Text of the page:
A presidential advisory sub-committee has recommended that the federal government extend the grace period for thousands of retrenched H-1B workers from the existing 60 days to 180 days so that they have enough opportunities to find a new job or other alternatives.
Thousands of highly skilled foreign-born workers, including Indians, in the US, have lost their jobs due to the series of recent layoffs at companies like Google, Microsoft and Amazon.
They are now struggling to find new employment within the stipulated 60-day period under their work visas following the termination of their employment to stay in the country.
The H-1B visa is a non-immigrant visa that allows US companies to employ foreign workers in speciality occupations that require theoretical or technical expertise.
Technology companies depend on it to hire tens of thousands of employees each year from countries like India and China.
The current 60-day grace period presents numerous hurdles, including finding a new job within a tight timeframe, complex paperwork for transferring H-1B status, and delays in processing at USCIS, he said. The H-1B visa holders face significant consequences when they are laid off from their jobs. After termination, they have a 60-day grace period during which they must either leave the United States, seek a change of immigration status, or have another employer file an H-1B petition on their behalf. If they do not do so within 60 days, they are considered to be in violation of the terms of their non-immigrant visa.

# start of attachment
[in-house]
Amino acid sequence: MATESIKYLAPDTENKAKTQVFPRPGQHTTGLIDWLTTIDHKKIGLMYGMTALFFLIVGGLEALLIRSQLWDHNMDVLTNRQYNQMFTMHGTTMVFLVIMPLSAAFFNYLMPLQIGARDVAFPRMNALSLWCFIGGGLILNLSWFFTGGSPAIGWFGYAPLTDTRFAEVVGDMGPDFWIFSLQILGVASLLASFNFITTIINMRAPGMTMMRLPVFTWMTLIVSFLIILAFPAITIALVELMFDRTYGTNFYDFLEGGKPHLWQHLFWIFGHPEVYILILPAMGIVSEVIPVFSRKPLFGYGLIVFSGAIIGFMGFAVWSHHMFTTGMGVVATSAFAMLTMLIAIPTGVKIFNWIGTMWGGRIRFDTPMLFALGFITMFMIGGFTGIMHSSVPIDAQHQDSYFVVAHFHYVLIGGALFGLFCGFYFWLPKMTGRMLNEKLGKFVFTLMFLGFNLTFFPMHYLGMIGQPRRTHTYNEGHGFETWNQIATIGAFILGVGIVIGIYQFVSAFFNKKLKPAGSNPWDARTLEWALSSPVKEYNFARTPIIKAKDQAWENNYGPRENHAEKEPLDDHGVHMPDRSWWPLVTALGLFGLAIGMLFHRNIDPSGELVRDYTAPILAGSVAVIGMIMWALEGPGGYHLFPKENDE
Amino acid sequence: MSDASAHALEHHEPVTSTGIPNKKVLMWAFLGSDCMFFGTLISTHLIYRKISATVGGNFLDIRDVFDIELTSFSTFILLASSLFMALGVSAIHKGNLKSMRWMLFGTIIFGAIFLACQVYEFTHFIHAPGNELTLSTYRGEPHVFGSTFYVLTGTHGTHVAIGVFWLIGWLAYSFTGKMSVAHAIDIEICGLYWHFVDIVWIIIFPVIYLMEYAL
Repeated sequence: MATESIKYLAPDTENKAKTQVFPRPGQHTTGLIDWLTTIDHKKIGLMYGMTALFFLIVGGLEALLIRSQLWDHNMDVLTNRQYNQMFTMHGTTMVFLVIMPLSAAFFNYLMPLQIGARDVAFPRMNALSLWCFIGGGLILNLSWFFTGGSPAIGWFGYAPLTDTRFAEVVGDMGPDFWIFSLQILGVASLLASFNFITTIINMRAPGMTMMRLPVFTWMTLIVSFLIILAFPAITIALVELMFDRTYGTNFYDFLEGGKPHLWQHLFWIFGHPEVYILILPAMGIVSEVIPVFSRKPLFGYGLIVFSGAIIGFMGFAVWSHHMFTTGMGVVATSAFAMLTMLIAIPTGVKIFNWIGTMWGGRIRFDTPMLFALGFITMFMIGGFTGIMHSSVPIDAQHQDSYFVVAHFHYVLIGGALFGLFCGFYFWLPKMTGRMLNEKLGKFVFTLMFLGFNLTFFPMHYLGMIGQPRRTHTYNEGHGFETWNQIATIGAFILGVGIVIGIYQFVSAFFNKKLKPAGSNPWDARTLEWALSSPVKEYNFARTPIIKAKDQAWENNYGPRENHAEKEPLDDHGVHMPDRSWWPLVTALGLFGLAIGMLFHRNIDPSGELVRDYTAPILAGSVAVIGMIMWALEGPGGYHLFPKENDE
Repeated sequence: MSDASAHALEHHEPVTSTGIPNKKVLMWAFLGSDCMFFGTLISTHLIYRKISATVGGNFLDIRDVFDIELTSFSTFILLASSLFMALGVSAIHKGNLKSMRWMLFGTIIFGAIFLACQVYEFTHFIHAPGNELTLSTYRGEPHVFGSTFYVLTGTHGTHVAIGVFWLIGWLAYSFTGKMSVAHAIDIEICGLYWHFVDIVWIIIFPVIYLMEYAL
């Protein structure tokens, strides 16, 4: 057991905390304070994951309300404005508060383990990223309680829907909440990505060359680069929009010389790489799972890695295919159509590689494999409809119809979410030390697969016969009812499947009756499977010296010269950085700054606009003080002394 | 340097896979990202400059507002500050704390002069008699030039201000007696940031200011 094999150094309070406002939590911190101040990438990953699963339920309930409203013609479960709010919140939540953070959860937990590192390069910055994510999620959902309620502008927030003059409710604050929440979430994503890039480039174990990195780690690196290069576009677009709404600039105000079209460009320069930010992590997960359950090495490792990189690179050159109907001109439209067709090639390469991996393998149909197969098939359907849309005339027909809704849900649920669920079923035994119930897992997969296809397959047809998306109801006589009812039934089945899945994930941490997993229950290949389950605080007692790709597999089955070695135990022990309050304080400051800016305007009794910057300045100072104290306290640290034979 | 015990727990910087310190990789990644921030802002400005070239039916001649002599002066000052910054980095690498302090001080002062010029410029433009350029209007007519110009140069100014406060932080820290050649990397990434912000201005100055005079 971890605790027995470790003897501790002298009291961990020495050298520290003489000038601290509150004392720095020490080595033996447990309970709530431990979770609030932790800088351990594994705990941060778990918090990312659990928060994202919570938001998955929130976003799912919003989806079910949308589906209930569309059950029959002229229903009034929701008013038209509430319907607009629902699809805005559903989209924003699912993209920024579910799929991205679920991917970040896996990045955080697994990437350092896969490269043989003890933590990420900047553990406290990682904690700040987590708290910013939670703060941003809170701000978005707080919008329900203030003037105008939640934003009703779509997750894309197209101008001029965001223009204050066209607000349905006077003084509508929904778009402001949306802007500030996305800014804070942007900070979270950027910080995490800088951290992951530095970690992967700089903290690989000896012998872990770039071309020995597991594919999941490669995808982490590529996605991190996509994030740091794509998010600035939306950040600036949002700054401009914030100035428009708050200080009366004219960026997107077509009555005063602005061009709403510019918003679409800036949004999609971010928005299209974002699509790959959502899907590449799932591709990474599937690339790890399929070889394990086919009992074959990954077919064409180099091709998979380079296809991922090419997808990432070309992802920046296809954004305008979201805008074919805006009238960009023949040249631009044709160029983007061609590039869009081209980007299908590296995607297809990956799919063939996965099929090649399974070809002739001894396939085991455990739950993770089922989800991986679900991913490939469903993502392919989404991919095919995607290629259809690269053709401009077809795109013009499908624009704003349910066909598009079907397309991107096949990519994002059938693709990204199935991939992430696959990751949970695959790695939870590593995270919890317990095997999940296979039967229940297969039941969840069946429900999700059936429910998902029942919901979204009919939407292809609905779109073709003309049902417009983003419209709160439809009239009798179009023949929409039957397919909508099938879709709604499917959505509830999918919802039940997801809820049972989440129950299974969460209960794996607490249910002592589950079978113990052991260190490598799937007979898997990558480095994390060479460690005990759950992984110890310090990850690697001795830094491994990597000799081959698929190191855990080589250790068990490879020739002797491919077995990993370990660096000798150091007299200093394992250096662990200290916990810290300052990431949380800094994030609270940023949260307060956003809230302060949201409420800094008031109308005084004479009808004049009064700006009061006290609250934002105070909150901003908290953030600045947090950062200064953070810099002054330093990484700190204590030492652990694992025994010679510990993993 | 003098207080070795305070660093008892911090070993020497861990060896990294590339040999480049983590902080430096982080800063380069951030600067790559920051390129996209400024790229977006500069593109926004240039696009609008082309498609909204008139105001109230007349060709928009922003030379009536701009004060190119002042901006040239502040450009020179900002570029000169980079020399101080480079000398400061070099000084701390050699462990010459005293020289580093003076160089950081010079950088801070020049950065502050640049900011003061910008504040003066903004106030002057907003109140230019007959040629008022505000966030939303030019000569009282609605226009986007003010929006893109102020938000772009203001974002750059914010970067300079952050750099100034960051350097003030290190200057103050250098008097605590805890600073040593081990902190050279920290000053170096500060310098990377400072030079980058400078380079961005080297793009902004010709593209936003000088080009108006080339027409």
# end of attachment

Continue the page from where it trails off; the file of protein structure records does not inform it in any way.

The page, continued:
However, if a new employer files a new H-1B petition for the visa holder within 60 days of a previous employer’s termination, the change of employer petition will typically be granted even if there was a gap in the employee’s H-1B status.
The workers encounter many barriers that make it difficult for them to complete all requirements for maintaining their status within the current 60-day grace period. The job market can be challenging, which is especially true for workers in specialised fields, he said.
According to The Washington Post, nearly 200,000 IT workers have been laid off since November last year, including some record numbers in companies like Google, Microsoft, Facebook and Amazon.
As per some industry insiders, between 30 to 40 per cent of them are Indian IT professionals, a significant number of whom are on H-1B and L1 visas.